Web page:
The "dilemma of early Christology," Kaiser observes, is found in the early Christian claims to have "seen the Lord" and "beheld his glory" - expressions that in early Judaism would have pointed unequivocally to visions of Israel's God. The shift of those claims onto the figure of Jesus is usually explained either as a result of the resurrection of Jesus, presumed as a historical event, or on the influence of pagan polytheism. Kaiser examines the phenomenon of "kyriocentric" visions in Second Temple Judaism, asking whether such traditions are sufficient to account for the shape of early claims regarding the divinity of Christ.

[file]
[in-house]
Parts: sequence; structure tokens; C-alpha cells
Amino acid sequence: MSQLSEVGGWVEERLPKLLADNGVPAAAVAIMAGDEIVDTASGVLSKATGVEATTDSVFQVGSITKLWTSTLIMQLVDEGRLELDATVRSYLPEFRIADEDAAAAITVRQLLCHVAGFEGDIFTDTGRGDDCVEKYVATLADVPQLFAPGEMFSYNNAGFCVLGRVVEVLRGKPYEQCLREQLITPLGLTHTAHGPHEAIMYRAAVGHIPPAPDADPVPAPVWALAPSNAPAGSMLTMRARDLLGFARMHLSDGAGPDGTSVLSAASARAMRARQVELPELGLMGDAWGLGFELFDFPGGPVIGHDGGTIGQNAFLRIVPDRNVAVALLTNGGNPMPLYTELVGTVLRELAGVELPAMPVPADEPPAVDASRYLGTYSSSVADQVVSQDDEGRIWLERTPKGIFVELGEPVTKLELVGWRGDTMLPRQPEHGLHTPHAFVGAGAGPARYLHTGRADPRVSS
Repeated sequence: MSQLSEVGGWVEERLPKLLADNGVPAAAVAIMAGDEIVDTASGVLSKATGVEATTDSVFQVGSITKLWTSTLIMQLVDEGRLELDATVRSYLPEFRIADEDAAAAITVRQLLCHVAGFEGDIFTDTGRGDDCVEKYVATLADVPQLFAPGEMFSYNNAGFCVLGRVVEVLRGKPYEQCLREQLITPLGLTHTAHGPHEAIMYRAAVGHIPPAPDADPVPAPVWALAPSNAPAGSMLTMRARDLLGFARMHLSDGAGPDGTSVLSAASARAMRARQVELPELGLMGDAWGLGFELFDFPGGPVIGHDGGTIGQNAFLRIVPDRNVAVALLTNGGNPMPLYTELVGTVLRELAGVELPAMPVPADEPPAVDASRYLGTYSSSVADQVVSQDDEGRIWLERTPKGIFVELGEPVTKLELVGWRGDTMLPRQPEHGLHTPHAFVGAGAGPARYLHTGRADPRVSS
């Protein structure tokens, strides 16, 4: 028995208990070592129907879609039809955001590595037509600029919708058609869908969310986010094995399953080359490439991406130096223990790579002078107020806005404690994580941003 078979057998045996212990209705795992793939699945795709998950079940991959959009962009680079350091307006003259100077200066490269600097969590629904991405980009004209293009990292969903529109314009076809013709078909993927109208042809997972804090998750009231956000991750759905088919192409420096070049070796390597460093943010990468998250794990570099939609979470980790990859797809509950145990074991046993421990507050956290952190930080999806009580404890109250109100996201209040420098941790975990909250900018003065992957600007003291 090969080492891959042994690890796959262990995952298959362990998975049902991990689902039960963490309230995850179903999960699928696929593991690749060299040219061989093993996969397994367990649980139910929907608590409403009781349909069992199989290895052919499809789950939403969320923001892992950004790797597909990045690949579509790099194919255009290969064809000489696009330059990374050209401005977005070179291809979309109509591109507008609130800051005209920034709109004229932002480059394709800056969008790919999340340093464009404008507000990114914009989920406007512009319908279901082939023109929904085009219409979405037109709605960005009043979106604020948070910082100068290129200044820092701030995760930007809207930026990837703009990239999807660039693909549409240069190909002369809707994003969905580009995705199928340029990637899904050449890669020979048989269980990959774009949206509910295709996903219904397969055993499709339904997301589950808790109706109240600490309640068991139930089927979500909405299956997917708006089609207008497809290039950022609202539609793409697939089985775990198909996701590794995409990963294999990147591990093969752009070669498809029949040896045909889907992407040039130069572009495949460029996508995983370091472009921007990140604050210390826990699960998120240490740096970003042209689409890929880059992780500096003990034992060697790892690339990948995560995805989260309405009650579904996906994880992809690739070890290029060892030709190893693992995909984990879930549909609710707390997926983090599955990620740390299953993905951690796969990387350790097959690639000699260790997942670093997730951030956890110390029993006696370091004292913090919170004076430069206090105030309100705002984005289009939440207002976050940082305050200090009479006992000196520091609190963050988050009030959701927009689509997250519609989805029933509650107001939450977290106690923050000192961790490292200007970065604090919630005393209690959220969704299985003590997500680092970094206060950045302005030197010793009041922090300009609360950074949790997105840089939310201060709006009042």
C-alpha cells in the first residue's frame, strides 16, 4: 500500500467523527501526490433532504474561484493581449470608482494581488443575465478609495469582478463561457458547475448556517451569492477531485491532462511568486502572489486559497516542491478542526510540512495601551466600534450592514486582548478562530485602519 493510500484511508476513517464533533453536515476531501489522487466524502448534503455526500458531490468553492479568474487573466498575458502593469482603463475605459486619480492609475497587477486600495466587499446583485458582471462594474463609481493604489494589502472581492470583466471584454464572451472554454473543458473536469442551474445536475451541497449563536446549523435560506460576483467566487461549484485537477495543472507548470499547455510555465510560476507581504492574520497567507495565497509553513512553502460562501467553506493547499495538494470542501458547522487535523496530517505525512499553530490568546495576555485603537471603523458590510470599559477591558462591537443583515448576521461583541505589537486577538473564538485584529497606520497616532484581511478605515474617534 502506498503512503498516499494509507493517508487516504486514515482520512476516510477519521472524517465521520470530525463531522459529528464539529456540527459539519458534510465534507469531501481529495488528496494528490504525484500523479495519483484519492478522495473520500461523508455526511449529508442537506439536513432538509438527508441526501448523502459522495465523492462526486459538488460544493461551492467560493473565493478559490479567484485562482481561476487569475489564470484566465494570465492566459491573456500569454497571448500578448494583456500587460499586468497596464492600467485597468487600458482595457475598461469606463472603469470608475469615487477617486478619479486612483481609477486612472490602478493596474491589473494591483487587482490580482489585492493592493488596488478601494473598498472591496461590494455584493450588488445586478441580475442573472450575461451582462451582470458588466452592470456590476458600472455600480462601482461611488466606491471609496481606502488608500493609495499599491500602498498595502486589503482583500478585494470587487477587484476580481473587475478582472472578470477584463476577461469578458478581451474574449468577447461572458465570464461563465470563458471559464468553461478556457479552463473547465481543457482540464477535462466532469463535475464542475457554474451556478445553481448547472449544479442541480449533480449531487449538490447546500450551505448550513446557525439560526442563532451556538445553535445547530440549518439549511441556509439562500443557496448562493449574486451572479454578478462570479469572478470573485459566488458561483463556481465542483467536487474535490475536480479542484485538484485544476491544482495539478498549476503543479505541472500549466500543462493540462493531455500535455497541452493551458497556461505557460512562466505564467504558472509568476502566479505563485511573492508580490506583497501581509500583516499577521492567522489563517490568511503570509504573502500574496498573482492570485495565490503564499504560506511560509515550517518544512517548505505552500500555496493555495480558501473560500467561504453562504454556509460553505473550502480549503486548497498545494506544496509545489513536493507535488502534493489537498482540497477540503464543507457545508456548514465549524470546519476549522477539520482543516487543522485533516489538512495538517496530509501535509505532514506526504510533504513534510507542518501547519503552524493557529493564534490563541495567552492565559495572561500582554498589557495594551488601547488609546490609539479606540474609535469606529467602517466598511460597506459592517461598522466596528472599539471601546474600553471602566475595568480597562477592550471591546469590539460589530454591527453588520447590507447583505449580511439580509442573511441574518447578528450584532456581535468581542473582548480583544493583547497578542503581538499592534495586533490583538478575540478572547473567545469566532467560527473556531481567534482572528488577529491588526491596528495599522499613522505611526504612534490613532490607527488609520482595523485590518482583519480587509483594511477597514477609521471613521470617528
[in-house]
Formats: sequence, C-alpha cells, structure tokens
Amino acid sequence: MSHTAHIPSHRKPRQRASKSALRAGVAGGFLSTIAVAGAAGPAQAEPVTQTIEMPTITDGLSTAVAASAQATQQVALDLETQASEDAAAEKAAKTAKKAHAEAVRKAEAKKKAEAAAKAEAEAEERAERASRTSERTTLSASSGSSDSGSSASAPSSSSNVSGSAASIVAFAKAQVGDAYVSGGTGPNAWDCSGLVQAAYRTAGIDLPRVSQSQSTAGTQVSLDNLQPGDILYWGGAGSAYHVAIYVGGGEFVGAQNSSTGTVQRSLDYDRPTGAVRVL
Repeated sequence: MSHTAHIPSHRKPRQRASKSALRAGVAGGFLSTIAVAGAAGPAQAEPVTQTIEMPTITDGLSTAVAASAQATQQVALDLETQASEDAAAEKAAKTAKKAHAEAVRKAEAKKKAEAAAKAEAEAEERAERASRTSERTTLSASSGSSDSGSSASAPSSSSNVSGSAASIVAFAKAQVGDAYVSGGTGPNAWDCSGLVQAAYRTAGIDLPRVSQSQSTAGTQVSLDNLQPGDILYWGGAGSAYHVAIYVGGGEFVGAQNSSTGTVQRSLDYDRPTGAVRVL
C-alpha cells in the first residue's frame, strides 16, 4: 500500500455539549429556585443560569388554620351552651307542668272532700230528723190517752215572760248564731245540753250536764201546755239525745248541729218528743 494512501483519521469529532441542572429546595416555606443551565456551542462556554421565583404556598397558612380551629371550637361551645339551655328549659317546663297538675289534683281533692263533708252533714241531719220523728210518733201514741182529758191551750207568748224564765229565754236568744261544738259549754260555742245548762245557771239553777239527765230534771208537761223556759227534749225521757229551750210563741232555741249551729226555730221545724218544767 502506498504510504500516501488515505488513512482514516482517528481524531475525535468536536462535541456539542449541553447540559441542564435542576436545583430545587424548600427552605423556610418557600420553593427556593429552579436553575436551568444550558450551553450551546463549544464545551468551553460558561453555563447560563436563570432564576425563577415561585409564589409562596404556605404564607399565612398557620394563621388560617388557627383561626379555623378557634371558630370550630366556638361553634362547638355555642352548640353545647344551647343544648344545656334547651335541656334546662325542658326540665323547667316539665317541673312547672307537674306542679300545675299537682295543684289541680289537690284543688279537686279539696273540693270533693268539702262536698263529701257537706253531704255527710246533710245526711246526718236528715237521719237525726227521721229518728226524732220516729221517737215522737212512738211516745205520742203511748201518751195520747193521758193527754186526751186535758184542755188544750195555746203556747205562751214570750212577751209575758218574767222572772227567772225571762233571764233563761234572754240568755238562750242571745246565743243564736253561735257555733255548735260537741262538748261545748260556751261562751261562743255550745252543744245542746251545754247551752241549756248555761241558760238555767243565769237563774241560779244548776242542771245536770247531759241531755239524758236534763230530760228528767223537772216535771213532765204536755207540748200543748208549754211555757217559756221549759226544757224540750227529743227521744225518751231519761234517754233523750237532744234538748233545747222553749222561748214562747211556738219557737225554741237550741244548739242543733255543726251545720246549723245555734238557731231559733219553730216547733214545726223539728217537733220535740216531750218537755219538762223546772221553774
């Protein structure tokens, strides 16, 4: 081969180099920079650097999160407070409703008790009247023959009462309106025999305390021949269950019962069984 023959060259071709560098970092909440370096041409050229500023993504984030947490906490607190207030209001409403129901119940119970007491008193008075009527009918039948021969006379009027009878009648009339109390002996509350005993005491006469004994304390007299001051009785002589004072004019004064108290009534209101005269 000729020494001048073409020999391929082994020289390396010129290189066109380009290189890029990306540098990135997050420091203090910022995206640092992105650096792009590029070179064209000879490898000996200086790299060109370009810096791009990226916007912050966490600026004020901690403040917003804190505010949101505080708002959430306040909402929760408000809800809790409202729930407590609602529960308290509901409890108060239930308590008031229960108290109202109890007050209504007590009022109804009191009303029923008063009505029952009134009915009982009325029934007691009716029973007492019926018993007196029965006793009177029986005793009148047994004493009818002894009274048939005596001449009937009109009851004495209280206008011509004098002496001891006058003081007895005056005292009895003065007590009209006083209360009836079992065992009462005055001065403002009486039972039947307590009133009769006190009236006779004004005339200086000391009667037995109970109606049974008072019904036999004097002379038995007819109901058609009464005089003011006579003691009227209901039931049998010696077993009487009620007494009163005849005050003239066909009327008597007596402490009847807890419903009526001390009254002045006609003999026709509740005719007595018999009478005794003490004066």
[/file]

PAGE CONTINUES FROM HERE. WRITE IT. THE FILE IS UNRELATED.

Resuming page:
Introduction; Part 1; 1. Kyriocentric Visions in the Context of Crisis and Performative Prayer; 2. Motifs Associated with Kyriocentric Visions in Apocalyptic and Early Rabbinic Literature; 3. Kyriocentric Prayers and Devotions as the Context for Visions among Early Disciples of Jesus; 4. Kyriocentric Visions as the Impetus for Early Deity Christology; Part 2; 5. Traces of Kyriocentric Visions in the New Testament; 6. Kyriocentric Prayers and Devotions in the New Testament; Part 3; 7. Modifications of the Lord-Jesus Identification in the New Testament and the Early Church; 8. Four Alternative Tradition Histories or Textures in Early Christology; 9. Three Movements that Marginalized Visions of the Anthropic Form of the Lord; Conclusion; Bibliography.